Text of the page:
Here’s another reason to act fast when an employee complains about offensive graffiti in the workplace: He can quit and collect unemployment.
Recent case: Irvin Cook, who is black, quit his job a month or so after a co-worker painted a Confederate flag on Cook’s locker and penciled in the word “Cotton” as Cook’s middle name on the locker name tag. Cook said he complained daily, but nothing was done.
When he applied for unemployment compensation benefits, his former employer said he had quit voluntarily.
The court disagreed. It said Cook was justified in quitting under the circumstances and awarded him the benefits. (Belle Tire Distributors v. Ohio Department of Job and Family Services, No. 97102, Court of Appeals of Ohio, 2012)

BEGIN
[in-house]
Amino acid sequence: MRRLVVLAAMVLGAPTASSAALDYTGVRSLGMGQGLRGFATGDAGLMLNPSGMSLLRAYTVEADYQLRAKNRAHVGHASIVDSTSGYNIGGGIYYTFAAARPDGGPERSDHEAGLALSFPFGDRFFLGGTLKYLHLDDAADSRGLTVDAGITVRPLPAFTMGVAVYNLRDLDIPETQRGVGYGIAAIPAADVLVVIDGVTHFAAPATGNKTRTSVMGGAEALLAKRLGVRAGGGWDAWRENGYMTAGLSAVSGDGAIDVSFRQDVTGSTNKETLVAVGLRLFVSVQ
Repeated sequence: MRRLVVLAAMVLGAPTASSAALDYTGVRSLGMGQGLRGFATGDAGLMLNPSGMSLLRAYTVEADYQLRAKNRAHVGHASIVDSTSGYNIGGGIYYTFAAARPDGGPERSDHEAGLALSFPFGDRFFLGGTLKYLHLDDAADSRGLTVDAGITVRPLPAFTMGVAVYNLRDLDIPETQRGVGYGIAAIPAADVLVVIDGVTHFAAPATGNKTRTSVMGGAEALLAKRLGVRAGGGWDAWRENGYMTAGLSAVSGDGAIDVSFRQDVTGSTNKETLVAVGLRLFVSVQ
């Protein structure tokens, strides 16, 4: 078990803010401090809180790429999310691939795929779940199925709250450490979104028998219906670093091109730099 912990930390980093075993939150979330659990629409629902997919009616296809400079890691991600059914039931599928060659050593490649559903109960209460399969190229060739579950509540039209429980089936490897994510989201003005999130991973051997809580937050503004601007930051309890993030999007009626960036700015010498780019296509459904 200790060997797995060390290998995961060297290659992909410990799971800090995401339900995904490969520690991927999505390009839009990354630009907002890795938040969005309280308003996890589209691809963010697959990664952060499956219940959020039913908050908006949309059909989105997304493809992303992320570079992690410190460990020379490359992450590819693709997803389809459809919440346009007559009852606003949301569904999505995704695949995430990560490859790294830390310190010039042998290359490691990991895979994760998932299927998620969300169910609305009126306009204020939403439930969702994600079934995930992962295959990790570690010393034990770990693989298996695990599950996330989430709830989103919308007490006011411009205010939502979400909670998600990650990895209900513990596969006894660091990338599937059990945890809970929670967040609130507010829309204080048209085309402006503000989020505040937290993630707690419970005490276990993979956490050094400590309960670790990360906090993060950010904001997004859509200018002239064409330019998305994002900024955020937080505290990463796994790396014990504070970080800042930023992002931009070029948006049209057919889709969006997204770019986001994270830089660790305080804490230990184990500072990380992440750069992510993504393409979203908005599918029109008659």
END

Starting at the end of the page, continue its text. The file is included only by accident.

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- Use discipline record to select employees for RIF
- Big Supreme Court ruling gives employees the green light to sue over 401(k) losses
- Make clear in handbook whether or not vacation pay survives termination
- Fired for insisting on legal compliance, HR pro will get his day in court